- Starting sexual relations at a young age (however, one study seems to contradict this)
- Having stress and other viral infections (such as HIV or herpes) at the same time.
Complications of genital warts
- Cancer - HPV infection has been closely association with cervical cancer, as well as cancer of the vulva, anus and penis. The majority of cervical cancers globally are caused by HPV infection. Even though not all HPV infections lead to cervical cancer, it is crucial for a woman's long-term health that she has regular Pap tests. This study revealed that some HPV infections are also closely linked to head and neck cancers. Another report says that HPV is also linked to oral cancer.
- Pregnancy problems - pregnant women who have genital warts may have problems urinating. If there are warts on the vaginal wall her vaginal tissues may stretch less during childbirth. There is a very small risk that a mother with genital warts when she gives birth may cause the baby to have warts in his/her throat (laryngeal papillomatosis) - when this does happen surgery may be needed to prevent the airway from becoming obstructed.
Hormonal changes that occur during pregnancy may cause genital warts to grow, bleed, or increase in number.
Diagnosing genital warts
Normally a visual inspection is enough to diagnose genital warts.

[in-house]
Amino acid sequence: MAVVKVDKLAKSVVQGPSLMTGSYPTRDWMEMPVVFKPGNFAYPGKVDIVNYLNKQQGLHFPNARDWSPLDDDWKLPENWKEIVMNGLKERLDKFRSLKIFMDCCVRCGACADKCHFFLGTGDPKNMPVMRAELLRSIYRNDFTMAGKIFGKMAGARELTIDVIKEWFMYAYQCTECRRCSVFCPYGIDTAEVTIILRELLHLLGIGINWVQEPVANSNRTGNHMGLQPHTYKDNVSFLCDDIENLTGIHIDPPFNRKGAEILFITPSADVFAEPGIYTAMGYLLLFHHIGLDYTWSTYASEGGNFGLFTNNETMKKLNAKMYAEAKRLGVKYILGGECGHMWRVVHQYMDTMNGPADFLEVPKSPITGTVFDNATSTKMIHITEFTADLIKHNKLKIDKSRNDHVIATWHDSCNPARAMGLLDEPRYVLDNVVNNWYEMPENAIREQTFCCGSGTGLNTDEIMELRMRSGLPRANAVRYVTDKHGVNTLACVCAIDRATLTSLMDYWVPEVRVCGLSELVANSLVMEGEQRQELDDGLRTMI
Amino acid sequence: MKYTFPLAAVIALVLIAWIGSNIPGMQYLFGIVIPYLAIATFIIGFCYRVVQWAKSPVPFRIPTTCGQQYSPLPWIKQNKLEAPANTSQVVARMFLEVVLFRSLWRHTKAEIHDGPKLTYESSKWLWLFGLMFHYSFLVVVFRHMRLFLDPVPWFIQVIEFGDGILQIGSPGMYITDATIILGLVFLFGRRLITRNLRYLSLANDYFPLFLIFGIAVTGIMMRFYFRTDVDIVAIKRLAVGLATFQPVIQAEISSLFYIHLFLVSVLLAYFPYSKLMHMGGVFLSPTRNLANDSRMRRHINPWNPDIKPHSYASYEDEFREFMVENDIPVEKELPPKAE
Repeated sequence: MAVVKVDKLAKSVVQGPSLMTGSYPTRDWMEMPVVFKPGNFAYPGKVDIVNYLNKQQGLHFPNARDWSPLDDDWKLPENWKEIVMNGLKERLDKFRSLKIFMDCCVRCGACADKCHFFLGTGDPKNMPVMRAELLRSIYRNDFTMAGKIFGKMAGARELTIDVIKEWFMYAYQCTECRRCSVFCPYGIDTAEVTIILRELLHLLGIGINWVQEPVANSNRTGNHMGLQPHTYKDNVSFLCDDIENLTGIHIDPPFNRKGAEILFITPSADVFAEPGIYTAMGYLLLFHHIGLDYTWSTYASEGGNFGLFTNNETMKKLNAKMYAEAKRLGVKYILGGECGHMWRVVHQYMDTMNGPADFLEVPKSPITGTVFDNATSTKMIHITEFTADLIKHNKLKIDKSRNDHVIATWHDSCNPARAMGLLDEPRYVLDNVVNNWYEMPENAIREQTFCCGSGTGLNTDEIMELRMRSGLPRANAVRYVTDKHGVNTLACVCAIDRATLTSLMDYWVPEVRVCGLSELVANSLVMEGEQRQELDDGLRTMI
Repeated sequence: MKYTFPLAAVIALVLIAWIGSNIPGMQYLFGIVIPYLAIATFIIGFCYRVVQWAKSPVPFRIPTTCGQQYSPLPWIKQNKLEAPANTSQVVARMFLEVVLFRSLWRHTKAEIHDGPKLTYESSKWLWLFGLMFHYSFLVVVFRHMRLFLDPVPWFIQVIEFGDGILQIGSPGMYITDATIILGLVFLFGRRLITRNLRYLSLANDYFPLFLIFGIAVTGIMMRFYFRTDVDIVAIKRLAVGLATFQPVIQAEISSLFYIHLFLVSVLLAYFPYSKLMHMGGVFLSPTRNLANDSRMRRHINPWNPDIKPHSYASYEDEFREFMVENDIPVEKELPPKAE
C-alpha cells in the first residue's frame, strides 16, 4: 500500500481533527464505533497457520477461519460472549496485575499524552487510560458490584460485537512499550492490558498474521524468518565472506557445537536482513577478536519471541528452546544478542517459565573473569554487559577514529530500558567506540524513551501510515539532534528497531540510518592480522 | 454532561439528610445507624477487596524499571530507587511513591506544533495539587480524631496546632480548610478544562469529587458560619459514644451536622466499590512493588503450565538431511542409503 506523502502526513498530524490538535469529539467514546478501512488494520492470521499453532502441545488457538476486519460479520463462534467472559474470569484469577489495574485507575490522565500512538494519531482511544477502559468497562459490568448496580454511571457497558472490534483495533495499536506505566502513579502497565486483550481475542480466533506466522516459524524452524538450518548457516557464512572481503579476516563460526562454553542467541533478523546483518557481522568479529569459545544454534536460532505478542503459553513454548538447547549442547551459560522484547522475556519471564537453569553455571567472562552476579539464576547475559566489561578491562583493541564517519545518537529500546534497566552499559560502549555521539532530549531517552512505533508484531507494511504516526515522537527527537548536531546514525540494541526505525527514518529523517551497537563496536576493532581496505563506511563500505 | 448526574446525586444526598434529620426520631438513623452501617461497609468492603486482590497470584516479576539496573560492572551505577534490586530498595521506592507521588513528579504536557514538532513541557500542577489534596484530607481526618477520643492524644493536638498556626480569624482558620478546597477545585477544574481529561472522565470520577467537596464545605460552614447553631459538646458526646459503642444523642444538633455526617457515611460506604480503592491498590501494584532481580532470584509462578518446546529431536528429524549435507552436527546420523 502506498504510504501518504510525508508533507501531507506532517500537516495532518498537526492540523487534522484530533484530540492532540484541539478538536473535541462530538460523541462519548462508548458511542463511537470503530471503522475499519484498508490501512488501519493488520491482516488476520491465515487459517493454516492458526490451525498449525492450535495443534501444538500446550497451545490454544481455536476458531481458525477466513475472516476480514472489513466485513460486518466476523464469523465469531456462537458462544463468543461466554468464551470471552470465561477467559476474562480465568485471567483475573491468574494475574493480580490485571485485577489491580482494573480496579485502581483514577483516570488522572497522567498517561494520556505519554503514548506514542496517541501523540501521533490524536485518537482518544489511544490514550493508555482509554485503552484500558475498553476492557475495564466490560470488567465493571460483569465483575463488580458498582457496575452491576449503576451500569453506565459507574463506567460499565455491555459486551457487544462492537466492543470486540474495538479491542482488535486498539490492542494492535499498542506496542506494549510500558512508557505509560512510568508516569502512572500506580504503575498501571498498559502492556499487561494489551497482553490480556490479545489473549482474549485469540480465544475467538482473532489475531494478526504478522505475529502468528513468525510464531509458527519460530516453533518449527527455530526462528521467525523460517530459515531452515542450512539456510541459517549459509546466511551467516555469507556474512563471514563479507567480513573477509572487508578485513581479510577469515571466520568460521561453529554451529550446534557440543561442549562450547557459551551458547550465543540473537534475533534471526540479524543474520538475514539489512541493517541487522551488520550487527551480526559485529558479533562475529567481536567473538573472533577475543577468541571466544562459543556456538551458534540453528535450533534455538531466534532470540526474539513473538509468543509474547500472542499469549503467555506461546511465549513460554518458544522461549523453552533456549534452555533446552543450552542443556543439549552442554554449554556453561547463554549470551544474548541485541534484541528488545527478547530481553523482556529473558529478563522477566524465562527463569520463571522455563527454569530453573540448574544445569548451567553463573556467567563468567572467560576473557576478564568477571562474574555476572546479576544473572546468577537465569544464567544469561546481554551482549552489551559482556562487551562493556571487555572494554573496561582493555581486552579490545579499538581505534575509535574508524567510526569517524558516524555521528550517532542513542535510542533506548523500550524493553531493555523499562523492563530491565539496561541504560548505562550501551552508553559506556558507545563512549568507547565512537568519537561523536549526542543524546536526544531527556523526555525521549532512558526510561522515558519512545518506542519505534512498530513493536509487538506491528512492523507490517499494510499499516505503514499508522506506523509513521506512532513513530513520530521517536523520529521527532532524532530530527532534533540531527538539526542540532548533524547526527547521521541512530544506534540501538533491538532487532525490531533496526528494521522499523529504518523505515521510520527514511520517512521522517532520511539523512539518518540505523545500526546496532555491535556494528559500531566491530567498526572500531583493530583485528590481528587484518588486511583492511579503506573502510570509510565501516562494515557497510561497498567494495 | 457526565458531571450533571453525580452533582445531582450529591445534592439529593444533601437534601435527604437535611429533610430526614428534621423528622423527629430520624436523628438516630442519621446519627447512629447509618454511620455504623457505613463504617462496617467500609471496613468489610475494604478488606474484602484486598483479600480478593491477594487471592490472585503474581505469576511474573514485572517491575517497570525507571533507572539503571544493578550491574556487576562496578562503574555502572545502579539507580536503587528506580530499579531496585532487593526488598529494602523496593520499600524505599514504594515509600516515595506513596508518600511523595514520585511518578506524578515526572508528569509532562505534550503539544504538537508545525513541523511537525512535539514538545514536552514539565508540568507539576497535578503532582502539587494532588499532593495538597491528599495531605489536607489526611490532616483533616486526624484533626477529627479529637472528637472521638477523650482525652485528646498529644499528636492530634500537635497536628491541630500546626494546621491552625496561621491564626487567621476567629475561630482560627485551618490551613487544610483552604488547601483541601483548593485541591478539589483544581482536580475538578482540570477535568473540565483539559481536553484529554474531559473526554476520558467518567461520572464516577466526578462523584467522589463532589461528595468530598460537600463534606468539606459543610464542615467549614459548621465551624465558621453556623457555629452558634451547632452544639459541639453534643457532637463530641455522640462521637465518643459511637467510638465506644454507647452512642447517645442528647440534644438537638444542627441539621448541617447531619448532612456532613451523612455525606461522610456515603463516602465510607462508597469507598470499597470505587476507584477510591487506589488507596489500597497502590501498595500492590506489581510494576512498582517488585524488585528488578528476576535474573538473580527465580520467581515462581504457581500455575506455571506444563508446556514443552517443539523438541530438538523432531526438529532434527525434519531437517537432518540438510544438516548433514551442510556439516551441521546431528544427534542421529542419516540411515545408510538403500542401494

- Women - genital warts may exist on the vulva, cervix, upper thighs, inside the vagina, on the anus, and inside the anus. (vulva = lips around the opening of the vagina. Cervix = entrance to the uterus or womb)
- Men - genital warts may exist on the penis, scrotum, urethra, upper thighs, on the anus, and inside the anus. (urethra = tube than urine passes through. scrotum = sac that holds the testicles)
Oral sex raises the risk of genital warts developing in the mouth or throat.
A patient needs to be examined by a health care professional - this could be a nurse - to confirm a diagnosis of genital warts. In the UK people can either go to their GP (general practitioner, primary care physician), a GUM (genitourinary medicine) clinic, or a sexual health clinic.
Even if a person's partner has no symptoms, it is still possible to have genital warts. People should go for a checkup if:
- The patient or partner has genital warts symptoms
- The patient recently had unprotected sex with a new partner
- The patient or partner have had unprotected sex with somebody else
- The patient's partner tells him/her that he/she has an STD
- The patient has an STD
- The patient is pregnant
- The patient is trying to get pregnant.
A health care professional can usually diagnose genital warts if any are visible. The examination may involve looking inside the vagina or anus. On rare occasions a biopsy of the wart may be taken.
Sometimes, even if no warts are detected, the doctor or nurse may ask the patient to come back at a later date. Visible warts may not appear straight after infection.
On the next page, we look at what genital warts look like and the possible treatments for genital warts. We also discuss why Pap tests are important.